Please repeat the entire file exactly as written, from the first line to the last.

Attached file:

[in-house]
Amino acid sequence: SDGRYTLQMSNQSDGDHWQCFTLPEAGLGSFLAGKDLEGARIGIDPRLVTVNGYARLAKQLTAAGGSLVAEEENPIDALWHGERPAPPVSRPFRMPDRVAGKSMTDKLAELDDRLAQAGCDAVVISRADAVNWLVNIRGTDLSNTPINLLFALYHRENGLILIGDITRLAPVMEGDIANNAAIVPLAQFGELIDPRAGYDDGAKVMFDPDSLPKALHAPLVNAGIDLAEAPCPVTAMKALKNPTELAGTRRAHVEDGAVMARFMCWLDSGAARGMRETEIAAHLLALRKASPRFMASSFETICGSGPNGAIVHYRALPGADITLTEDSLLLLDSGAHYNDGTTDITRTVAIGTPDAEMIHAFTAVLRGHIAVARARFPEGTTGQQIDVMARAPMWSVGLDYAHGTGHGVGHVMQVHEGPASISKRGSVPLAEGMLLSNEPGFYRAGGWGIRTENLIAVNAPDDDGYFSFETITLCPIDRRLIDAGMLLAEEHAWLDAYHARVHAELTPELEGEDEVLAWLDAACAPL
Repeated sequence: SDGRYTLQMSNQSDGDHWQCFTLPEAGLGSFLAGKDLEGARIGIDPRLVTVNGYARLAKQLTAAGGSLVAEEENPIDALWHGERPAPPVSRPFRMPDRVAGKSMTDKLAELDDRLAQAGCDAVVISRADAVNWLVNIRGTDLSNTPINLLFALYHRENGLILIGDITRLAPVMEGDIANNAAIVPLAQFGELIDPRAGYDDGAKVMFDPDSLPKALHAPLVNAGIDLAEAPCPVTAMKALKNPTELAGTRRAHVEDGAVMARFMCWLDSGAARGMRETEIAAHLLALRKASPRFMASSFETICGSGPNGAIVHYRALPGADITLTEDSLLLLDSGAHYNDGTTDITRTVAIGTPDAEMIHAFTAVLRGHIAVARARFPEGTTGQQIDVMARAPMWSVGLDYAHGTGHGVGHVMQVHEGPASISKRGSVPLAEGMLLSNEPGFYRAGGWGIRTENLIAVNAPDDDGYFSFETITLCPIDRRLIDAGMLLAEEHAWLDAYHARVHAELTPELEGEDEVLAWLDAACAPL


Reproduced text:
[in-house]
Amino acid sequence: SDGRYTLQMSNQSDGDHWQCFTLPEAGLGSFLAGKDLEGARIGIDPRLVTVNGYARLAKQLTAAGGSLVAEEENPIDALWHGERPAPPVSRPFRMPDRVAGKSMTDKLAELDDRLAQAGCDAVVISRADAVNWLVNIRGTDLSNTPINLLFALYHRENGLILIGDITRLAPVMEGDIANNAAIVPLAQFGELIDPRAGYDDGAKVMFDPDSLPKALHAPLVNAGIDLAEAPCPVTAMKALKNPTELAGTRRAHVEDGAVMARFMCWLDSGAARGMRETEIAAHLLALRKASPRFMASSFETICGSGPNGAIVHYRALPGADITLTEDSLLLLDSGAHYNDGTTDITRTVAIGTPDAEMIHAFTAVLRGHIAVARARFPEGTTGQQIDVMARAPMWSVGLDYAHGTGHGVGHVMQVHEGPASISKRGSVPLAEGMLLSNEPGFYRAGGWGIRTENLIAVNAPDDDGYFSFETITLCPIDRRLIDAGMLLAEEHAWLDAYHARVHAELTPELEGEDEVLAWLDAACAPL
Repeated sequence: SDGRYTLQMSNQSDGDHWQCFTLPEAGLGSFLAGKDLEGARIGIDPRLVTVNGYARLAKQLTAAGGSLVAEEENPIDALWHGERPAPPVSRPFRMPDRVAGKSMTDKLAELDDRLAQAGCDAVVISRADAVNWLVNIRGTDLSNTPINLLFALYHRENGLILIGDITRLAPVMEGDIANNAAIVPLAQFGELIDPRAGYDDGAKVMFDPDSLPKALHAPLVNAGIDLAEAPCPVTAMKALKNPTELAGTRRAHVEDGAVMARFMCWLDSGAARGMRETEIAAHLLALRKASPRFMASSFETICGSGPNGAIVHYRALPGADITLTEDSLLLLDSGAHYNDGTTDITRTVAIGTPDAEMIHAFTAVLRGHIAVARARFPEGTTGQQIDVMARAPMWSVGLDYAHGTGHGVGHVMQVHEGPASISKRGSVPLAEGMLLSNEPGFYRAGGWGIRTENLIAVNAPDDDGYFSFETITLCPIDRRLIDAGMLLAEEHAWLDAYHARVHAELTPELEGEDEVLAWLDAACAPL